1911 Encyclopædia Britannica/Paphos
PAPHOS, an ancient city and sanctuary on the west coast of Cyprus. The sanctuary and older town (Palaepaphos) lie at Kouklia, about 20 m. west of Limasol, about a mile inland on the left bank of the Diorizo River (anc. Bocarus), the mouth of which formed its harbour. New Paphos (Papho or Baffo), which had already superseded Old Paphos in Roman times, lies 10 m. farther west, and 1 m. south of modern Ktima, at the other end of a fertile coast-plain. Paphos was believed to have been founded either by the Arcadian Agapenor, returning from the Trojan War (c. 1180 B.C.), or by his reputed contemporary Cinyras, whose clan retained royal privileges down to the Ptolemaic conquest of Cyprus in 295 B.C., and held the Paphian priesthood till the Roman occupation in 58 B.C. The town certainly dates back to the close of the Mycenaean Bronze age, and had a king Eteandros among the allies of Assur-bani-pal of Assyria in 668 B.C. A later king of the same name is commemorated by two inscribed bracelets of gold now in the Metropolitan Museum of New York. In Hellenic times the kingdom of Paphos was only second to Salamis in extent and influence, and bordered on those of Soli and Curium.
Paphos owes its ancient fame to the cult of the "Paphian goddess" (ή Παφία Γάνασσα, or ή Παφία, in inscriptions, or simply ή θεά), a nature-worship of the same type as the cults of Phoenician Astarte, maintained by a college of orgiastic ministers, practising sensual excess and self-mutilation. The Greeks identified both this and a similar cult at Ascalon with their own worship of Aphrodite, and localized at Paphos the legend of her birth from the sea foam, which is in fact accumulated here, on certain winds, in masses more than a foot deep. Her grave also was shown in this city. She was worshipped, under the form of a conical stone, in an open-air sanctuary of the usual Cypriote type (not unlike those of Mycenaean Greece), the general form of which is known from representations on late gems, and on Roman imperial coins; its ground plan was discovered by excavations in 1888. It suffered repeatedly from earthquakes, and was rebuilt more than once; in Roman times it consisted of an open court, irregularly quadrangular, with porticos and chambers on three sides, and a gateway through them on the east. The position of the sacred stone, and the interpretation of many details shown on the gems and coins, remain uncertain. South of the main court lie the remains of what may be either an earlier temple, or the traditional tomb of Cinyras, almost wholly destroyed except its west wall of gigantic stone slabs.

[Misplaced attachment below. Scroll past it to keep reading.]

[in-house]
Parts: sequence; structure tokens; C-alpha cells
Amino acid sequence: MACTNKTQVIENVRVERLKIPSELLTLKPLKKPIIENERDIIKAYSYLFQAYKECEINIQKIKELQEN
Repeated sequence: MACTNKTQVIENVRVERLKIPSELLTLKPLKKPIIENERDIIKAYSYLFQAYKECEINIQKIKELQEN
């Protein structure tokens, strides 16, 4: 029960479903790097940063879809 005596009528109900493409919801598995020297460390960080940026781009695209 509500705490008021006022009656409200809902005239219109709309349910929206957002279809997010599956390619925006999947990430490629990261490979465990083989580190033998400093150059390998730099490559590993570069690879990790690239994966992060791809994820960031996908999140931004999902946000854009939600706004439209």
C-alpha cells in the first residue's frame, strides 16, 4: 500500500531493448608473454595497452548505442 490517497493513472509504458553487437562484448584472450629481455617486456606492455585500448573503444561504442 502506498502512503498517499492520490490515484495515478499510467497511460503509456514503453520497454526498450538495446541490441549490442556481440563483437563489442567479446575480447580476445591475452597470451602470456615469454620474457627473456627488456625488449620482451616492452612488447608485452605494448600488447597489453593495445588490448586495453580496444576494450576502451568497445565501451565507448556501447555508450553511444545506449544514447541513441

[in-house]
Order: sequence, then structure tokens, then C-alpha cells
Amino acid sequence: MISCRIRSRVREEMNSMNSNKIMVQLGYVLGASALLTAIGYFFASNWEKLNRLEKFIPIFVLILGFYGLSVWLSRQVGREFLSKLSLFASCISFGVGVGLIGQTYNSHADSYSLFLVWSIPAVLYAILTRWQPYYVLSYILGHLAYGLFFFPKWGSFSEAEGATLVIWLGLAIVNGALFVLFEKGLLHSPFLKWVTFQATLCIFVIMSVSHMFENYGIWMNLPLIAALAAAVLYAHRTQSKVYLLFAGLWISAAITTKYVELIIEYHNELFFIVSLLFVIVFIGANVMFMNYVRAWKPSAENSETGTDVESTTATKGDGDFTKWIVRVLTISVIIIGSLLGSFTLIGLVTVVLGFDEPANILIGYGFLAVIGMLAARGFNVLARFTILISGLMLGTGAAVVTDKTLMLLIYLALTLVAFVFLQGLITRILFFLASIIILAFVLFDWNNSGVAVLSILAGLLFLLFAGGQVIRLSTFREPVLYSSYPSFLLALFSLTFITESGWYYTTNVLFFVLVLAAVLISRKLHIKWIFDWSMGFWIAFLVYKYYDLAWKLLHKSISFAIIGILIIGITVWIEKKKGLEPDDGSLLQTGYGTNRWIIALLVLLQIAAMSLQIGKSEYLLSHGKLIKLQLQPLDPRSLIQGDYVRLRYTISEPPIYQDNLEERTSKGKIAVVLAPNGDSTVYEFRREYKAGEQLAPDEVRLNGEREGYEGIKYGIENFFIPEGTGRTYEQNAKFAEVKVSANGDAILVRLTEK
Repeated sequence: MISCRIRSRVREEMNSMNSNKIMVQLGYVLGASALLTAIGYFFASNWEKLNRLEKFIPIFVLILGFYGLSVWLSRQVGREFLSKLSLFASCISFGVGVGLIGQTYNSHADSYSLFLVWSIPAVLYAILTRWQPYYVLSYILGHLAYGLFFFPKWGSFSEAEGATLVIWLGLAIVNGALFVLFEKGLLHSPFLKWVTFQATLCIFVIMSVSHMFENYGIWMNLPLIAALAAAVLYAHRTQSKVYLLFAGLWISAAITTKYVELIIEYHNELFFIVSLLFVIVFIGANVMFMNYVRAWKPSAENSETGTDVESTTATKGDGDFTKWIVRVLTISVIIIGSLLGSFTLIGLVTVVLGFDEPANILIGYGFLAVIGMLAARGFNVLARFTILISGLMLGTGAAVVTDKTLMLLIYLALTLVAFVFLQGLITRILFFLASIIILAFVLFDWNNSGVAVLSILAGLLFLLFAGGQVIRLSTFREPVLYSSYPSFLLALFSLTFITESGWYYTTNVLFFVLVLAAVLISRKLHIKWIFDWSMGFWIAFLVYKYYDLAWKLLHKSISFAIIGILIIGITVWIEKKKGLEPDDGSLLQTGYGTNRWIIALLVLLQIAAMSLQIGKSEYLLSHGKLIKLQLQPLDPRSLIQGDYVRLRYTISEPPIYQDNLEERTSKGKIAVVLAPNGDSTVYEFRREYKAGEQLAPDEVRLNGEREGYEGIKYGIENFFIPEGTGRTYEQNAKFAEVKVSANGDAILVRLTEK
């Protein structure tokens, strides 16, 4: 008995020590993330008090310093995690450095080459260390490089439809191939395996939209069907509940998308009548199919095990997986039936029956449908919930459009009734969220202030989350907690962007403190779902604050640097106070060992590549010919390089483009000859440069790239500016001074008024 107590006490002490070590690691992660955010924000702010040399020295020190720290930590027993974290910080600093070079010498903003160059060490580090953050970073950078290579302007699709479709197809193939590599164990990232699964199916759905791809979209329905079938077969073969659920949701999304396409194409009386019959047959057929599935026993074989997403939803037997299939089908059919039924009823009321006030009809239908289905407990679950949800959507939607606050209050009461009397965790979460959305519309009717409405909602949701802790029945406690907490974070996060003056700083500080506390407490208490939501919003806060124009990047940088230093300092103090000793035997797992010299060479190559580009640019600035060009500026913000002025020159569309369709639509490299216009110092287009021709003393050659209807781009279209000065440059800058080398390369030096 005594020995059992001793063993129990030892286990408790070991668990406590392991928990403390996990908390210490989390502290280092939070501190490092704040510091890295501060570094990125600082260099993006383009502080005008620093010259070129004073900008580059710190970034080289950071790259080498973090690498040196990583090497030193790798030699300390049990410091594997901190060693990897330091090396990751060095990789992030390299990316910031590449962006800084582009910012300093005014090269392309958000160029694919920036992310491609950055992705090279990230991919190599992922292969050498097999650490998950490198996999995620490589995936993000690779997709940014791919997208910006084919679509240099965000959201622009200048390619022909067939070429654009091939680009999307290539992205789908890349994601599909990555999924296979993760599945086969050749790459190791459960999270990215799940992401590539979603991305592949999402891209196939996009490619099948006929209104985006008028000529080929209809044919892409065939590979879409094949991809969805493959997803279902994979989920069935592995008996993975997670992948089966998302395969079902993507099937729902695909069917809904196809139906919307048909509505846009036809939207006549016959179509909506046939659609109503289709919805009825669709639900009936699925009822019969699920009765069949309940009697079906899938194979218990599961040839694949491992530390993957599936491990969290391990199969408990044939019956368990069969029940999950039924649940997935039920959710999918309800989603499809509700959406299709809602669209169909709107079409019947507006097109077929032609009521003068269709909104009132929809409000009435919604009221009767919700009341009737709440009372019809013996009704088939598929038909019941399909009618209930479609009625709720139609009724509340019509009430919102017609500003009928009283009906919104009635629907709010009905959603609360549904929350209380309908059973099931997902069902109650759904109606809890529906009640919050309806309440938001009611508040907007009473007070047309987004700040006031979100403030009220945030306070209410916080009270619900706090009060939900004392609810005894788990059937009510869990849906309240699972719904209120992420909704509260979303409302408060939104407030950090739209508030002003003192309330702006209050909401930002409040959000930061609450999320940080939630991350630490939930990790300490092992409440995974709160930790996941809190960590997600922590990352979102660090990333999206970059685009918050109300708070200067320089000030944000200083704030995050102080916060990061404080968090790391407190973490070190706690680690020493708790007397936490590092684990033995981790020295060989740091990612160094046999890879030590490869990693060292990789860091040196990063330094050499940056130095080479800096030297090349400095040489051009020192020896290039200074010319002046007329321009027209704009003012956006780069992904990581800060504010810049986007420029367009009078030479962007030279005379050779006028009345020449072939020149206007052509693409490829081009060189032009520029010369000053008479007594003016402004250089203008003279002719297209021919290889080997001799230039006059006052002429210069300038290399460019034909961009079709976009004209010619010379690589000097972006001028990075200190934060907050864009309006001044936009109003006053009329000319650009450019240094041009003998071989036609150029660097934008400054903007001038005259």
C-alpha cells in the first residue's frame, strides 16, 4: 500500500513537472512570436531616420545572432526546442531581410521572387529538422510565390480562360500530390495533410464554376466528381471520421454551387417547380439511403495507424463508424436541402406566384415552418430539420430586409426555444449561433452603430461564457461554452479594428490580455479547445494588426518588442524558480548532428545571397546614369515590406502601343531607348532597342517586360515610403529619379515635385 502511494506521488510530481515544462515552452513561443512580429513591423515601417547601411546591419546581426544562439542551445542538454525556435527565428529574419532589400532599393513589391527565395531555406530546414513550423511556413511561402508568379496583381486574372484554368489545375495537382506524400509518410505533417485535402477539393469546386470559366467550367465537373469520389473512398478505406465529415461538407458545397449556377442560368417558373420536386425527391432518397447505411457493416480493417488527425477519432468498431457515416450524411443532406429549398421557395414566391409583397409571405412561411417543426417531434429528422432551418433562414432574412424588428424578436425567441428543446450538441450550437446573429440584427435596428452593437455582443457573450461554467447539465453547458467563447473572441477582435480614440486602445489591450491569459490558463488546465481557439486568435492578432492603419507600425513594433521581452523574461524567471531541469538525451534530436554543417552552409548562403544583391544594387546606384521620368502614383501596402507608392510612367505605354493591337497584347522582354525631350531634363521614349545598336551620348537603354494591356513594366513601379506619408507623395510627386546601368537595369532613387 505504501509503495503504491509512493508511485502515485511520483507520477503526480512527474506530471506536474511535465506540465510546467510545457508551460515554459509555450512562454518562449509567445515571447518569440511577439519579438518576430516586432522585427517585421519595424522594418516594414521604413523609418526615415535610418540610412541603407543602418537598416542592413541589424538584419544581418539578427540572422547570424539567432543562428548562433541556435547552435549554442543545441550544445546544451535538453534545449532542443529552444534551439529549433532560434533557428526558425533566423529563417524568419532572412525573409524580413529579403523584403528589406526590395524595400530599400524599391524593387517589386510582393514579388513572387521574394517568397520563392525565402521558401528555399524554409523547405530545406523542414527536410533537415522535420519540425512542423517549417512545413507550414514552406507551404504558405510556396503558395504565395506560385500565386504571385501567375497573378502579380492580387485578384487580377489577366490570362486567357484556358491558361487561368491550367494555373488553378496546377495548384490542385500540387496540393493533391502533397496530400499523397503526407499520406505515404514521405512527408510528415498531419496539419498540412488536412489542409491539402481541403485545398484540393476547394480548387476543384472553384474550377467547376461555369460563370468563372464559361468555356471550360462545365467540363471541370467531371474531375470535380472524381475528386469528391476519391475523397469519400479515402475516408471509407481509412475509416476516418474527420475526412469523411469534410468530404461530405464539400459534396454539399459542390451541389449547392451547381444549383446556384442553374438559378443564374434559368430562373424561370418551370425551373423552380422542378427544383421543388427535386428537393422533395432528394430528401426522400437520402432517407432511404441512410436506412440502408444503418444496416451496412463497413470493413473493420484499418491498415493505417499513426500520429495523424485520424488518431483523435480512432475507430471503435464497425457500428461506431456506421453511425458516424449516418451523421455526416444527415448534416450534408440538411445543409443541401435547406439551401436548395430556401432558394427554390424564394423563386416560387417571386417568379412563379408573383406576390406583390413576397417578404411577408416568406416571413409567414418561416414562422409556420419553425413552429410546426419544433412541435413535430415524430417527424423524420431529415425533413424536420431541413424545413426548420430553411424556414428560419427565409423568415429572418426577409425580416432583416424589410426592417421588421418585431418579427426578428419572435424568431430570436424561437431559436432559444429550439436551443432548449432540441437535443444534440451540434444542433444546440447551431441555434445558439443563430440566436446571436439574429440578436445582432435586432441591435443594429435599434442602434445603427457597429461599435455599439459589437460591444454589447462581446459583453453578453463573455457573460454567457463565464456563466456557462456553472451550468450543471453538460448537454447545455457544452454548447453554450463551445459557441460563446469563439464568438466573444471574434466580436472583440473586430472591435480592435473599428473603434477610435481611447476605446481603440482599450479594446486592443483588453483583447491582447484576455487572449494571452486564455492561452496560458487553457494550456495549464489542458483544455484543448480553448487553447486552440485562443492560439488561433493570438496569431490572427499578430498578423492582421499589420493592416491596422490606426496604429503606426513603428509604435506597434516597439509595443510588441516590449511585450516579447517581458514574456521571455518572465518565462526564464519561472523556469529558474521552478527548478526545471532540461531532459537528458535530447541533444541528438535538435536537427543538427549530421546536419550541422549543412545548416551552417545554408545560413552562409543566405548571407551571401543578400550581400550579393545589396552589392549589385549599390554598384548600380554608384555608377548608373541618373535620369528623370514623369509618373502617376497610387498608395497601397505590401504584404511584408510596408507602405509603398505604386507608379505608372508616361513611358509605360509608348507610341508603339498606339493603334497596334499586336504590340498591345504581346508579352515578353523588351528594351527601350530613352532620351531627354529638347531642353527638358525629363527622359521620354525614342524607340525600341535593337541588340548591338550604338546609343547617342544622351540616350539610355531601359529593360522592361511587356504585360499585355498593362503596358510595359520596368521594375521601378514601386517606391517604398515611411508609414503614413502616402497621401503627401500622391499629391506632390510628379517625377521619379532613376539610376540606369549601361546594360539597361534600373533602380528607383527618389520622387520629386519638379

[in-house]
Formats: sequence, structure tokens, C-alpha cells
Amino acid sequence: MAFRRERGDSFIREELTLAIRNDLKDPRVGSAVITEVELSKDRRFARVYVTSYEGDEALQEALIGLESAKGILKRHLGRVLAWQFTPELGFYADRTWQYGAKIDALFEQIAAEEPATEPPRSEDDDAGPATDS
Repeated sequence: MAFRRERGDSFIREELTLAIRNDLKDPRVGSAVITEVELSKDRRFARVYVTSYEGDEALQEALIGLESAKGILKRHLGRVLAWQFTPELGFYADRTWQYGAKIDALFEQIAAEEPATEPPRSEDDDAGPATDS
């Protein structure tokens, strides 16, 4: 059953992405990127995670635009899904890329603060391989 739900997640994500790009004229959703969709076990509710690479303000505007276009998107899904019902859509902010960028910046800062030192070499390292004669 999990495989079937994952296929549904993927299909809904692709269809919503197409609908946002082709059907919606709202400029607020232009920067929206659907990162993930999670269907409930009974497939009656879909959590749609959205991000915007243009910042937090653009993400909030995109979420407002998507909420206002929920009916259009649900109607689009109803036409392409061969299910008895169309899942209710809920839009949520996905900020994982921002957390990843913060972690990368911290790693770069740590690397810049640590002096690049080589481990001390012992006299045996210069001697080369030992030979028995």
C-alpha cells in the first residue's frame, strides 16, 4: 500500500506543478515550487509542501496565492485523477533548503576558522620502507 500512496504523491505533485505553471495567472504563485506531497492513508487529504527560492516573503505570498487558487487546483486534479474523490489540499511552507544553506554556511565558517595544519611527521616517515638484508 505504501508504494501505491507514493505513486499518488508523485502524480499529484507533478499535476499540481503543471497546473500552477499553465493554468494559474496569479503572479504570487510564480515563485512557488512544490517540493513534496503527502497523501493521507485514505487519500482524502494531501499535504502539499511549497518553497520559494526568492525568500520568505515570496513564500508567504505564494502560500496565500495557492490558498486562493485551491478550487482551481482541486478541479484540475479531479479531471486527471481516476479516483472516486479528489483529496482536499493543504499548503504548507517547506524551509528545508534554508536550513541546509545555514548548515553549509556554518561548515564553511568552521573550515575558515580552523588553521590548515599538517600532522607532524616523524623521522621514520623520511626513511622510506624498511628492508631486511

After the foundation of New Paphos and the extinction of the Cinyrad and Ptolemaic dynasties, the importance of the Old Town declined rapidly. Though restored by Augustus and renamed Sebaste, after the great earthquake of 15 B.C., and visited in state by Titus before his Jewish War in 79 B.C., it was ruinous and desolate by Jerome's time; but the prestige of its priest-kings partly lingers in the exceptional privileges of the patriarch of the Cypriote Church (see Cyprus, Church of).
New Paphos became the administrative capital of the whole island in Ptolemaic and Roman days, as well as the head of one of the four Roman districts; it was also a flourishing commercial city in the time of Strabo, and famous for its oil, and for "diamonds" of medicinal power. There was a festal procession thence annually to the ancient temple. In A.D. 960 it was attacked and destroyed by the Saracens. The site shows a Roman theatre, amphitheatre, temple and other ruins, with part of the city wall, and the moles of the Roman harbour, with a ruined Greek cathedral and other medieval buildings. Outside the walls lies another columnar building. Some rock tombs hard by may be of earlier than Roman date.
See W. H. Engel, Kypros (Berlin, 1841) (classical allusions); M. R. James and others, Journ. Hellenic Studies, ix. 147 sqq. (history and archaeology); G. F. Hill, Brit. Mus. Cat. Coins of Cyprus (London, 1904) (coins); art. "Aphrodite" in Roschef's Lexicon der gr. u. rom. Mythologie; also works cited in footnotes, and article Cyprus.
(J. L. M.)
- E. Schradcr, Abh. k. Preuss. Ak. Wiss. (1879), pp. 31-36; Sitzb. k. Preuss. Ak. Wiss. (1890), pp. 337-344.
- Athan. c. graecos, 10. On all these cults see J. G. Frazer, Adonis, Atlis, Osiris (London, 1906).
- Herod, i. 105; see further Astarte, Aphrodite.
- Oberhummer, Die Insel Cypern (Munich, 1903), pp. 108-110.
- G. F. Hill, Brit. Mus. Cat. Coins of Cyprus (London, 1904), pis. xv.-xvm. (coins of Paphos), pi. xxvi. (other coins and gems).
- M. R. James, E. A. Gardner, and others, Journ. Hellenic Stjidies, IX. 334. 147 sqq.
- Dio Cass. hv. 23, 7; Strabo 683; Tac. Hist. 2, 2 sqq.; Jerome, Vit. Hilarioms. For the " Paphian Diamonds " (Pliny, Nat. Hist. xxxvii. 58), see E. Oberhummer, loc. cit., p. 185. For the fame of Paphian oil see Horn. Od. viii. 362 sqq.; Hymn Aphr. 58 sqq.; Isidore, Origines, xvii. 7, 64.